In a June 2011 profile in his hometown paper, the Ventura County Star, Gabino Tlamatini Aguirre was described as the “manifestation of the California Dream.” Born in Mexico to a farm-working family with 10 children, he immigrated to Texas as a child and “followed the crops from Texas, to Oregon, to California, to Arizona.” After serving in the U.S. Army during the Vietnam War, Aguirre enrolled in college, where he was introduced to the Chicano-American political movement.
“He successfully transferred to U.C. Santa Barbara, where, motivated by the mobilization of his fellow Latinos during the Chicano Movement, he joined the La Raza Libre group and the Movimiento Estudiantil Chicano de Aztlán or MEChA,” writes Gustavo Adolfo Cubias II, who interviewed Aguirre on April 7 for his senior thesis at Claremont McKenna College.
MEChA and La Raza have been favorite targets of the Republican Party. It has been called a “radical racist group.” In a piece for Human Events in April 2006, the late Rep. Charlie Norwood, a Republican from Georgia, called MEChA “one of the most anti-American groups in the country.” Norwood’s criticism of the Chicano student group was based on the disputed interpretation of the organization’s motto, “For La Raza todo. Fuera de La Raza nada” — “For The Race everything. Outside The Race, nothing.”
In her book, “Enriqueta Vasquez and the Chicano Movement: Writings from El Grito del Norte [the Shout from the North],” Chicana author Lorena Oropeza disputed this claim, and instead pointed to alternative evidence that suggested the motto was, “La union Hace la fuerza” — “Unity Creates Strength.”
MEChA’s motto may be disputed, but its fringe views are described in the “Philosophy” section of the organization’s website. The Movimiento Estudiantil Chicano de Aztlánthe urges Chicanos to “reject assimilation,” references “brown pride,” and identifies “political involvement and education” as critical element for achieving their political objectives.
In 1969, Aguirre was likely to have encountered an organization even more radical than it is today. According to MEChA’s organizational history, the group’s defining principles are found in a document known as “El Plan de Aztlán.” Of El Plan’s six stipulations, the first states “We are Chicanas and Chicanos of Aztlán reclaiming the land of our birth (Chicana/Chicano Nation).”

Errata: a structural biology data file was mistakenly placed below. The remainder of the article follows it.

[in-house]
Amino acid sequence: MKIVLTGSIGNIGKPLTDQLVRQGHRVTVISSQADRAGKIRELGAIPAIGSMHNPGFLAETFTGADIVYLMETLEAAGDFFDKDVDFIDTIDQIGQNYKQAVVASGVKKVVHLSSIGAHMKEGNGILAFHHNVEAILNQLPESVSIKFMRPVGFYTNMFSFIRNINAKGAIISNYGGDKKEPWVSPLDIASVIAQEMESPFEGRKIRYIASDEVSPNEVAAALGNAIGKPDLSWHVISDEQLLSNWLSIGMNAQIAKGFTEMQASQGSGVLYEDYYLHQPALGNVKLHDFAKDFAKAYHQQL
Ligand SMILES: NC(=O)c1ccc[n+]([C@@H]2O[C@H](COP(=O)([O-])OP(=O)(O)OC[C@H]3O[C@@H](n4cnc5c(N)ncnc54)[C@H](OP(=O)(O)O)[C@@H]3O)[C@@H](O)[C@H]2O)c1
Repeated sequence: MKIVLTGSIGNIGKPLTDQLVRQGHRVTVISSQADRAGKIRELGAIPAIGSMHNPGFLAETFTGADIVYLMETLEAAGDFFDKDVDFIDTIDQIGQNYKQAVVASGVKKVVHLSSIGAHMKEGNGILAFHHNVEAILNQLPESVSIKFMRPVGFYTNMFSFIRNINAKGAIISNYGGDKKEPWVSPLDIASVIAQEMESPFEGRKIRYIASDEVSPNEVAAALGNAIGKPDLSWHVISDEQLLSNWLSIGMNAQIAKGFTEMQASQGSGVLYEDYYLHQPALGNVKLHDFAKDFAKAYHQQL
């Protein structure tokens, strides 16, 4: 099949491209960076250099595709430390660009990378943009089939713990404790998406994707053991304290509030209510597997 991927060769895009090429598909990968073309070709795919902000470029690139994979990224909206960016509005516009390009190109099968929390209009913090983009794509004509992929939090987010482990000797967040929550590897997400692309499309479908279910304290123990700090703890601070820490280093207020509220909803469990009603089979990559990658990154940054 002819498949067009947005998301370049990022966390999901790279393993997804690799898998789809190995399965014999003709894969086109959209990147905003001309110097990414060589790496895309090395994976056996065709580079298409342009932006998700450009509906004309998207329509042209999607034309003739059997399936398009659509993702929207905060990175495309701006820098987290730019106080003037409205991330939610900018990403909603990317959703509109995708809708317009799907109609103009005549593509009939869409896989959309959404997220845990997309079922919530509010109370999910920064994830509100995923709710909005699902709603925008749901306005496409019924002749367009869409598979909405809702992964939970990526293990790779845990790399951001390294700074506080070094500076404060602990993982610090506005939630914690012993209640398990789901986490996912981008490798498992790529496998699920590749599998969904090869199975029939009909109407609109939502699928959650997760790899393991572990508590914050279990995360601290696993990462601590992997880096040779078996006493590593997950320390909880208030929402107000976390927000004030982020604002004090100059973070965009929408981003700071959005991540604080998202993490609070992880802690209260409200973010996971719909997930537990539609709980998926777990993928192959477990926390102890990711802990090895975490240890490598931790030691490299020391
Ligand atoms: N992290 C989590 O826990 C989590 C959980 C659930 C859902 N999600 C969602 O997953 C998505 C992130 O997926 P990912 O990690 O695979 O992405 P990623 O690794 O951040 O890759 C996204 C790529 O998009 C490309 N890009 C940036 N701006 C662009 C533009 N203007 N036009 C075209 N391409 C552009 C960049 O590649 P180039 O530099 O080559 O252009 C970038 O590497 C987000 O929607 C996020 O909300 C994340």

Even within the Latino political community, La Raza and MEChA are viewed as controversial.
“It is my experience that some of the more extreme positions sometimes expressed by groups like MECHA and La Raza aren’t necessarily representative of the majority of Latinos living in California,” said Tim Rosales, vice-president of the Wayne Johnson Agency, which was honored in 2009 with the League of United Latin American Citizens‘ (LULAC) Social Justice Award. “It is a mistake and overly simplistic for anyone to treat the Chicano community as a monolithic group. There’s a diversity of opinions, experiences and beliefs.”
“La Raza Cosmica”
Based on a 2005 speech in Santiago, Chile, Aguirre hasn’t changed his philosophy during the past four decades. On his “Supplemental Application for Citizens Redistricting Commission,” Aguirre listed a “presentation on NWFZ local activities at OPANAL Conference in Santiago, Chile” as an activity which he believed was “relevant to serving as a commissioner.”
The Agency for the Prohibition of Nuclear Weapons in Latin America and the Caribbean (OPANAL) describes itself on its website as “an inter-governmental agency created by the Treaty of Tlatelolco,” which seeks the end of nuclear weapons. Via OPANAL’s website, CalWatchDog.com also obtained a copy of Aguirre’s 2005 remarks, delivered in Spanish.